Artaserse isn’t La Cage aux Folles. At all.

By now, I think every review about Artaserse and the performance in Nancy has been published, and to my knowledge, there wasn’t a single reviewer who really picked on one specific aspect of the production. This either means that what I am about to write is hilariously far-fetched, or others shared my own concerns: I wanted to write this for a long while already, and postponed it out of cowardice, I have to admit. I just didn’t feel prepared for the shit-storm I am most probably about to create. However, here are my two cents.

I have already written a review of the live performance I attendended, where I was very held-back about the staging in total. So what I am about to say is only one aspect, it wasn’t my main focus then, nor is it now.

It has been stated by many journalists, that Artaserse, mise en scène by Silviu Purcărete, managed to avoid becoming a drag show (“Tuntenball” – which is more than slightly pejorative in German.) Often it has been stressed with a sort of relief that it didn’t even remotely resemble anything like La Cage Aux Folles. Well – does it not? By denying something, we often agree we hit on a conclusion, but reject it. I couldn’t quite understand what should be so bad about the association with La Cage aux Folles in the first place.

Drag queens are overacting, tawdy, a carricature of women? Same has been said about castratos. (It wouldn’t be a line I would have followed if I would have had the chance to make a production; I’m just saying the director might have, even if of course it hasn’t been the only idea or motive he picked up.)

I’m not an expert on musicals, I have to say, and it has been a long long while since I saw La Cage aux Folles. Even though, a few coincidences struck me about the Nancy setting.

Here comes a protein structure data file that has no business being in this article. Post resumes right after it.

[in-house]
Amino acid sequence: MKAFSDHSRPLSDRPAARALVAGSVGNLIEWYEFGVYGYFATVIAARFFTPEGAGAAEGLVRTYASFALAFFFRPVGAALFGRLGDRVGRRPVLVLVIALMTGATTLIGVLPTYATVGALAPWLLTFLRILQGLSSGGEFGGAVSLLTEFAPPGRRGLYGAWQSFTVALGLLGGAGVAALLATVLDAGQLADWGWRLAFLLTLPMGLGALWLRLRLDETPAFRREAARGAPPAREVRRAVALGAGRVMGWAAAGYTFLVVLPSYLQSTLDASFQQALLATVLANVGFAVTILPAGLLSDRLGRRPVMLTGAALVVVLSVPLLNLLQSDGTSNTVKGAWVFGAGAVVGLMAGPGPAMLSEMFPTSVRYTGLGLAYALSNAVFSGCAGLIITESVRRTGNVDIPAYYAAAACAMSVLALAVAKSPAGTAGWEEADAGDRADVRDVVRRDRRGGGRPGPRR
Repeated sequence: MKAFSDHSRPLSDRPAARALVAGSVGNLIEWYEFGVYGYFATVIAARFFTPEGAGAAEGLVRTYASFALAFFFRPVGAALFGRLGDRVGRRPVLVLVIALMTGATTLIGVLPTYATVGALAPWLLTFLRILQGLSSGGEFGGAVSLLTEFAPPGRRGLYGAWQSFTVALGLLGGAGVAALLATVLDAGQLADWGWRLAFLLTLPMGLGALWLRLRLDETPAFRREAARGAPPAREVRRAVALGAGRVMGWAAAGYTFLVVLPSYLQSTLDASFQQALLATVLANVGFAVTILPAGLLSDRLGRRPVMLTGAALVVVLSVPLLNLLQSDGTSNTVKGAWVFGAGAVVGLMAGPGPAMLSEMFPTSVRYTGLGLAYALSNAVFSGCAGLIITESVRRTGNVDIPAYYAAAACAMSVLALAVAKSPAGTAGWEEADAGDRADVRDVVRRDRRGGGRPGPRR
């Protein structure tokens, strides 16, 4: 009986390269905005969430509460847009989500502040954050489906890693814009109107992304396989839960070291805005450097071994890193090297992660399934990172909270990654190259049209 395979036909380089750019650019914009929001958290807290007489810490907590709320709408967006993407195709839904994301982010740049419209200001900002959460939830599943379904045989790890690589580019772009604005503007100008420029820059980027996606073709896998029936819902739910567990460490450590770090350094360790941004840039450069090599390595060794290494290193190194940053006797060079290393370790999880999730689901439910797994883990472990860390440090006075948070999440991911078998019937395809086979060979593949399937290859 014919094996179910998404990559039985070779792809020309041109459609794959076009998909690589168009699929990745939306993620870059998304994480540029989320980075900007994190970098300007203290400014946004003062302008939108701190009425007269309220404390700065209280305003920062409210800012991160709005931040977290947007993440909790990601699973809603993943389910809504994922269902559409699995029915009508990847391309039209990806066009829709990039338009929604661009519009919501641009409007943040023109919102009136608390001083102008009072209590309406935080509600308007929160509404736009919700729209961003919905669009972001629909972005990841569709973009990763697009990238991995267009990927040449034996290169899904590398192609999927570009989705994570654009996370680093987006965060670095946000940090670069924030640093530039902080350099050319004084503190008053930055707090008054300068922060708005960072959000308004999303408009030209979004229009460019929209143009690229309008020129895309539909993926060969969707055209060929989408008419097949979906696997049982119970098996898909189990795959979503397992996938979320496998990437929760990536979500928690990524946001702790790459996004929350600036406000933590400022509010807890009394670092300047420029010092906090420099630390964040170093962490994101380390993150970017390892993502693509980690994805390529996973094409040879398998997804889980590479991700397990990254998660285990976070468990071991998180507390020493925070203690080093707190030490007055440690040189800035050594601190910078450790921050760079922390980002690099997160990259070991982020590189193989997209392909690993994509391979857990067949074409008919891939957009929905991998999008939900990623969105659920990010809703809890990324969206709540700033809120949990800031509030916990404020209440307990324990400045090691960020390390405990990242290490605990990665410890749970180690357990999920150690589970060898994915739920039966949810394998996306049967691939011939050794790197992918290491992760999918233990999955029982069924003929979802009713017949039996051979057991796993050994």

• The opera starts with the glimpse at a work-in-progress; the singers are in their makeup, but in everyday clothes, and are being transformed before our eyes – man, woman, prince, or villain? Impossible to tell beforehand. It’s about the illusion being made evident.
  • The makeup – not completely Baroque, but rather reminding of Klaus Nomi in his prime, or of stage makeup in general.

makeup nancy

  • The old-fashioned dressing-room mirror:

artaserse cencic mirror

cage 1

  • The line-up at the end:

intermezzo nancy

I am what I am 1

  • In Artaserse, Artaserse, King of Persia, wears his coat in a way we can see his everyday clothing underneath – beltbuckle, shoes, pants, and a glimpse of the black tee. Isn’t that a parallel to the appearance of this very brave man, stepping into (or out of) the illusion of all the magic and glitter?

I am what I am 2

You may judge me now 😉

I would have loved to link you the video of the production of the Opéra national de Lorraine, but Youtube decided to kill it off, untimely, poisoned and stabbed it, so to speak. No happy ending there. So I’ll leave you with a bit of John Barrowman, just because he usually manages to calm down the spirits a little – no one seems to be able to be angry with him, at least not for a long time.

I am what I am 
from “La Cage aux Folles”
Words and music by Jerry Herman

I am what I am 
I am my own special creation. 
So come take a look 
Give me the hook 
Or the ovation. 
Its my world that i want to have a little pride in
My world
And its not a place I have to hide in. 
Life’s not worth a damn 
Til’ you can say
Hey world, I am what I am. 

I am what i am 
I don’t need prasie 
I don’t need pity. 
I bang my own drum 
Some think its noise
I think its pretty. 
And so what
If I love each feather and each spangle. 
Why not try to see things from a different angle. 
Your life is a sham 
Til you can shout out loud
Hey world, I am what i am. 

I am what i am 
And what i am needs no excuses
I deal my own deck

sometimes the aces sometimes the deuces
There’s one life
And there’s no return it, no deposit
One life
So its time to open up your closet
Life’s not worth a damn 
Til you can shout 
Out loud 
I am what i am.


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